- Securing home office environments – Hybrid work is here to stay How to keep secure? Clean up bubble gum & duct tape of the last 18 months? Who is responsible? Need updated policies. What happens in multi-person households where 2+ people are remotely on shared infrastructure? (Jenn Markey)
- Organizations will continue to spend money on the wrong things they believe will keep them secure Organizations continue to spend disproportionally on perimeter security vs spending on zero-trust capabilities, strong identity and encryption (Peter Galvin)
- Account takeover increased dramatically as financial institutions pivoted to remote identity verification, exposing unprepared infrastructure and business processes (Andy Cease)
- Card Not Present Fraud continued to grow an elevated clip as the pandemic pushed what were previously in-person transactions to mobile and e-commerce channels (Andy Cease)
- Increase in digital identity proofing tools The use of physical and digital identity proofing is likely to increase as more organizations adopt a hybrid workplace and consumers need to verify themselves. Banks and credit unions will rapidly adopt mobile account sign-up and onboarding experiences.
- Remote work attacks The hybrid workplace seems to be here to stay, opening up possibilities for attacks on unsecured platforms
- Zero-Trust With many companies adopting a hybrid work model, zero-trust approaches are likely to be implemented to verify the identity of employees working from home to protect company data (Anudeep Parhar)
- Banking Banks will aim to make the customer experience on their website and app simpler and more user-friendly. Contactless payment is likely to continue to rise in popularity around the world. Mobile payments will continue to grow, and novel tokenization tools come online – including token hubs and controls.
- IT growth Organizations are likely to invest in their IT department to develop new and more efficient ways of managing customers, employees, and devices. This is likely to create security risks as significant changes to an organization usually take years to successfully and safely implement
- User awareness Companies or employers actively taking steps to improve their cybersecurity
- Machine learning Using AI to predict and prevent cyber attacks
- Mobile device attacks Mobile devices are more likely to be targeted by hackers
- Ransomware attacks Attacks are often carried out through phishing that locks data in return for a ransom payment Cloud security and network vulnerabilities Network vulnerabilities can lead to data leaks
- Broad adoption of MFA for consumer use cases – cite Amazon example (Jenn Markey)
- Data privacy concerns go supernova, increased regulation – always a hot topic, but travel and health credentials will add fuel to the fire – whether for the workforce, consumer or government use cases. As well, this is likely to drive new compliance regulations across jurisdictions to protect individual privacy (Jenn Markey)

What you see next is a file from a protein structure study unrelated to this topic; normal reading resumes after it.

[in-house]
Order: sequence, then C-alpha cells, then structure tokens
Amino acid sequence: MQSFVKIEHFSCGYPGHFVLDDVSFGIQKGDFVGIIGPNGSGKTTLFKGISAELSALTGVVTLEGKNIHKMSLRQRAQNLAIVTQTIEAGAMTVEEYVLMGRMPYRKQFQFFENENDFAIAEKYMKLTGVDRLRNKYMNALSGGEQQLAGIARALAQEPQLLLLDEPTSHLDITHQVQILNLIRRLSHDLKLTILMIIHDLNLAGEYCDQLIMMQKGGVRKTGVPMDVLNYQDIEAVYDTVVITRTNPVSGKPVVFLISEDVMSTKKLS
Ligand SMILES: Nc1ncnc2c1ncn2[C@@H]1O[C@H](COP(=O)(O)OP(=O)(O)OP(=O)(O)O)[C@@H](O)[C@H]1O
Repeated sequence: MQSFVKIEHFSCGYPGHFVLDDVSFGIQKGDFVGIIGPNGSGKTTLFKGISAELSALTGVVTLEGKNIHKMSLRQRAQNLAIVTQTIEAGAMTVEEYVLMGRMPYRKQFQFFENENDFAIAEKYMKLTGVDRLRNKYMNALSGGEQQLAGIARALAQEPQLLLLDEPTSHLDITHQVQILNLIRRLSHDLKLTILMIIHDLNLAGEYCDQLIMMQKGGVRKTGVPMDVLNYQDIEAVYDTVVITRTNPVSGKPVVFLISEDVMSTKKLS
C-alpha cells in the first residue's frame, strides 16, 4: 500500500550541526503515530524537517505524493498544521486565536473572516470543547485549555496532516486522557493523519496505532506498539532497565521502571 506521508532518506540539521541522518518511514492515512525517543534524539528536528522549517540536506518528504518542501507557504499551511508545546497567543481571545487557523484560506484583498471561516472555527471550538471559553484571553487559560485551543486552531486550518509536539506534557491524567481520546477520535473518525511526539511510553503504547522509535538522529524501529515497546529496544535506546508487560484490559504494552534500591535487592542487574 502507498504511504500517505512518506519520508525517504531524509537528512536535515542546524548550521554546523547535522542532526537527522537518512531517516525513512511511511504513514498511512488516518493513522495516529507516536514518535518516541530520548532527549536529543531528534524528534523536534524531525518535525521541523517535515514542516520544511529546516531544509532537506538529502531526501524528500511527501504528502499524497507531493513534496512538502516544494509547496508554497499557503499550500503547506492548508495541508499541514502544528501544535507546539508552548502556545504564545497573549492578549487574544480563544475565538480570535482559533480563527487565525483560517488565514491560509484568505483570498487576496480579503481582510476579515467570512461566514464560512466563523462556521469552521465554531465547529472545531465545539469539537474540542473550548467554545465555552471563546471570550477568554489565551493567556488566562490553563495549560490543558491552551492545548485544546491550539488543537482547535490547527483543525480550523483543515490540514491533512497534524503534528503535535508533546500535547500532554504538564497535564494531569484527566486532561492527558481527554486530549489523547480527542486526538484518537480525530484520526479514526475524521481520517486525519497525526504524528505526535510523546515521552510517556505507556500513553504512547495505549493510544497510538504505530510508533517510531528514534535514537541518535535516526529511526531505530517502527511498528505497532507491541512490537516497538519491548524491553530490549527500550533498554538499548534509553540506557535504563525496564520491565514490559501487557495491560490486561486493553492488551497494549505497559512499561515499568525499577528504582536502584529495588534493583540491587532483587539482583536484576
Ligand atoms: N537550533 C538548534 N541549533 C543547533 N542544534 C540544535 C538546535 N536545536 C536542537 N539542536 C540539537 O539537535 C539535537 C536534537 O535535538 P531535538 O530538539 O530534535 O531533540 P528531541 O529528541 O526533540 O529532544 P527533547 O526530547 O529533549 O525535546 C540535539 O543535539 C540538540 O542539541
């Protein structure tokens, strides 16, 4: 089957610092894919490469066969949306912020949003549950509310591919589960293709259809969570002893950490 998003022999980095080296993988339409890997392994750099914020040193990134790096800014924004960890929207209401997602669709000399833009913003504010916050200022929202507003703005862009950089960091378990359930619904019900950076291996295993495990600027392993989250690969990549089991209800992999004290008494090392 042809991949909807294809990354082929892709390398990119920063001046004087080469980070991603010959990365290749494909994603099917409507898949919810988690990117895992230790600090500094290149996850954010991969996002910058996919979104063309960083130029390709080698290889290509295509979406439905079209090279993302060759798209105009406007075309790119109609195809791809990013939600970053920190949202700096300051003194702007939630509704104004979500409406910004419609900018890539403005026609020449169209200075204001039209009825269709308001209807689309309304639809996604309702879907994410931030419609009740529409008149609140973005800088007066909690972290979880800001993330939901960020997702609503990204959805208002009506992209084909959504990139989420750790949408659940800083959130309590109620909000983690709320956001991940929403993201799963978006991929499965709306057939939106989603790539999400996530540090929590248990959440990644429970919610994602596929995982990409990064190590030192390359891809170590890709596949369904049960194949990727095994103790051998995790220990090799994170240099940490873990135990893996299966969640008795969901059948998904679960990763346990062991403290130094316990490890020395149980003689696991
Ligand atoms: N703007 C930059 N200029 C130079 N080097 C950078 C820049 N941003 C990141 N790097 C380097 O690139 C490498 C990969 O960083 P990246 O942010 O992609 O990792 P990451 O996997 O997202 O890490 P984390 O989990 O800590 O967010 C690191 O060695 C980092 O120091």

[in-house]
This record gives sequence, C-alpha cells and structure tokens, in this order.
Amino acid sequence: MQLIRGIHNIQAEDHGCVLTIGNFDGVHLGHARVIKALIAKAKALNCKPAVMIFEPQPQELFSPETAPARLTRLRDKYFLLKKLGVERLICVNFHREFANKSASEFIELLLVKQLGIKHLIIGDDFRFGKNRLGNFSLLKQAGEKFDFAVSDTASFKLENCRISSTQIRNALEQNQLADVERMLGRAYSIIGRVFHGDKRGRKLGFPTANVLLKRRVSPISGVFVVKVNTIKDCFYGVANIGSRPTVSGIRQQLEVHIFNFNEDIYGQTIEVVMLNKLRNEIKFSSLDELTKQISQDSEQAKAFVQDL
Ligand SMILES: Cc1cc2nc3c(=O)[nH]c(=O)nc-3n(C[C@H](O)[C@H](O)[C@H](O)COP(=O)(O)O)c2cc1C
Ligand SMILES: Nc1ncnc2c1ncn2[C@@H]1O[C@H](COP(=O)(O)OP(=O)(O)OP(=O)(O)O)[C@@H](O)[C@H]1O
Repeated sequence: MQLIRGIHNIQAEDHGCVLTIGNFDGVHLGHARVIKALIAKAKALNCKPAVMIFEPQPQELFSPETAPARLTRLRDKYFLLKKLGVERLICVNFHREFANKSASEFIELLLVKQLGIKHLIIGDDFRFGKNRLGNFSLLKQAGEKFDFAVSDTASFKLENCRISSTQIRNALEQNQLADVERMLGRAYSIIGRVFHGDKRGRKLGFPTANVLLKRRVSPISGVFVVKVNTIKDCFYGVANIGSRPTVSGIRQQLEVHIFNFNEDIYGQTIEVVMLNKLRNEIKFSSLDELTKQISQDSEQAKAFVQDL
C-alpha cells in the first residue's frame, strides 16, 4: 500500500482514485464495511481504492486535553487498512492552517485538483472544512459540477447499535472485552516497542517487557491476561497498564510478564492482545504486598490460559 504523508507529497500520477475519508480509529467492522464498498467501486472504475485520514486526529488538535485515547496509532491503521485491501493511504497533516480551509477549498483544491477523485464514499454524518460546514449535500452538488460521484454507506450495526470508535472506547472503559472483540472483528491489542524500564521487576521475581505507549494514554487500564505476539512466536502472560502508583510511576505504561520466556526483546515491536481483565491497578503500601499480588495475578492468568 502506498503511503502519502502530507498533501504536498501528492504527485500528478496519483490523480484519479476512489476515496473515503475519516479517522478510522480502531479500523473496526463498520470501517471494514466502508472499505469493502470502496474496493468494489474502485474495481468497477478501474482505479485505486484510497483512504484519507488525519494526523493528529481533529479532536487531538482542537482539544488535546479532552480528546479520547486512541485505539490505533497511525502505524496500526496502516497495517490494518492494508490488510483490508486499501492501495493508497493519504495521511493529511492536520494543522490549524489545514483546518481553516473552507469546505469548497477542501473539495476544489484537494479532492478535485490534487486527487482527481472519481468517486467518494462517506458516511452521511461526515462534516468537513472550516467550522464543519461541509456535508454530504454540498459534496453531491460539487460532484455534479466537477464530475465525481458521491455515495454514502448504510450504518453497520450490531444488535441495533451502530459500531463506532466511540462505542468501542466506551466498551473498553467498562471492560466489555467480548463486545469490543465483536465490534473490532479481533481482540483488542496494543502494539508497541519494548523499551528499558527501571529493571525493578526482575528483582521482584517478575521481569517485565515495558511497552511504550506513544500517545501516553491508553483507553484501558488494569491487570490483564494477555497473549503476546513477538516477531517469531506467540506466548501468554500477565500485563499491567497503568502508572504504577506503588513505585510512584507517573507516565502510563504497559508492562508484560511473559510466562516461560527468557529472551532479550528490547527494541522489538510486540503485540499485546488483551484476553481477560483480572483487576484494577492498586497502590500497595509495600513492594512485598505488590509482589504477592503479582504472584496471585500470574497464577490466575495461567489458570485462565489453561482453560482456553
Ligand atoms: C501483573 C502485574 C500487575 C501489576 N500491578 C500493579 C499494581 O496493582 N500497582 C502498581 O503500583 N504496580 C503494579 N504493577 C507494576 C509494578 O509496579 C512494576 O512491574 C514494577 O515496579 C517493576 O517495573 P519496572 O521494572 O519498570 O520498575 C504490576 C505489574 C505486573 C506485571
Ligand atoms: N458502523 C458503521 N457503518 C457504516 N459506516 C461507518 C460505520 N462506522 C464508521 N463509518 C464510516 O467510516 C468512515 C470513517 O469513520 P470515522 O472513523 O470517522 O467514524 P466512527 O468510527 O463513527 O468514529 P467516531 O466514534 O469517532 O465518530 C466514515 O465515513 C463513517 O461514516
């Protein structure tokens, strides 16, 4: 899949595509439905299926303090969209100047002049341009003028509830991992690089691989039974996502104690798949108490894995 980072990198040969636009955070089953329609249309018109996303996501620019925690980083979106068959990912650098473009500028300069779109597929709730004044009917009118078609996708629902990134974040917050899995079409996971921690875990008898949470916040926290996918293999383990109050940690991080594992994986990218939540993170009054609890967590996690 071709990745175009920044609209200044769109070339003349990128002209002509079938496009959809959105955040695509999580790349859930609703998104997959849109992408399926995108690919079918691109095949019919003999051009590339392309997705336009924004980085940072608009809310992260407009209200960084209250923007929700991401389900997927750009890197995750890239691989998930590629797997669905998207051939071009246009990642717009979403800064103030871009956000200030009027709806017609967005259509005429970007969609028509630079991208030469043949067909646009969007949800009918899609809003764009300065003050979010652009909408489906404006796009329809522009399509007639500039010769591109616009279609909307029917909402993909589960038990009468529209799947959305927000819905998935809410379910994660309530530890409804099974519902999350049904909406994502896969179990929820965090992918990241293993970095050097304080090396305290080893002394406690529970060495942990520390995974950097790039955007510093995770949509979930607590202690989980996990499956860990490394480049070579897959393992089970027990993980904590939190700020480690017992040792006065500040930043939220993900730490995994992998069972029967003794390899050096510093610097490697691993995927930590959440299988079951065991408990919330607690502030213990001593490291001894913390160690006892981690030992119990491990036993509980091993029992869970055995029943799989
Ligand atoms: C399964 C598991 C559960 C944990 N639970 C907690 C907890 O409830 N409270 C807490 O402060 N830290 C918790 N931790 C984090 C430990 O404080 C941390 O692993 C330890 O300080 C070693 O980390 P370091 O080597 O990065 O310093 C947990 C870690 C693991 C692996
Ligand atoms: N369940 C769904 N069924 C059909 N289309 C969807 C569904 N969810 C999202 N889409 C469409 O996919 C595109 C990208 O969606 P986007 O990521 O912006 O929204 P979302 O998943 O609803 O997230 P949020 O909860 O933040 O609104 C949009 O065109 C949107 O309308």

- MSP adoption skyrockets – IT skills shortages, complex hybrid/MC environments, continued business uncertainty (Jenn Markey)
- Time to get serious about critical infrastructure protection – Proliferation of IoT devices and connections in-between continues at an exponential rate. Many/most of these devices were never architected with security in mind. This has huge implications for the electrical grid and other utilities, along with sectors like healthcare where IoT devices have been/are being widely deployed. Machine identities, code signing, key management, etc. (Jenn Markey)
- Easier and simpler solutions Expectations are for easier and simpler solutions that continue to improve their security posture – as-a-service, Automation, APIs, the overall manager of crypto resources, cloud and mobile-first focus (Peter Galvin) Examples of simpler solutions:
– Seamless Travel – Entrust will soon announce a new integrated solution for seamless travel, replacing long lines at customs with secure remote identity verification via smartphone. This solution will make travel easier and more contactless, and allow border control agents to focus on handling exceptions and possible risks.
– Hybrid payment solutions – Bundling Entrust existing physical card issuance technologies with Antelop secure digital capabilities to offer a best-in-class hybrid issuance solution, supporting the full payment customer experience.
– Enhanced certificate lifecycle management – With cyberattacks occurring at a higher rate than ever before, Entrust is enhancing its Certificate Lifestyle Management capabilities to offer a secure, central point for IT to control certificates, encryption keys and crypto.
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- Increased complexity (cloud, on-prem, hybrid, private cloud) Still a lack of consistent encryption used across the enterprise, continuing skill shortage, proliferation of identities both machine and people (Peter Galvin) More privacy regulations In the US we will see more state vs. federal (Peter Galvin)
- More government investment in and attention to cybersecurity at all levels – it’s become apparent that cyber is the new battleground and whether it’s the safety of water treatment facilities or the integrity of the energy sector, the public (and by extension government) is vulnerable (Jenn Markey)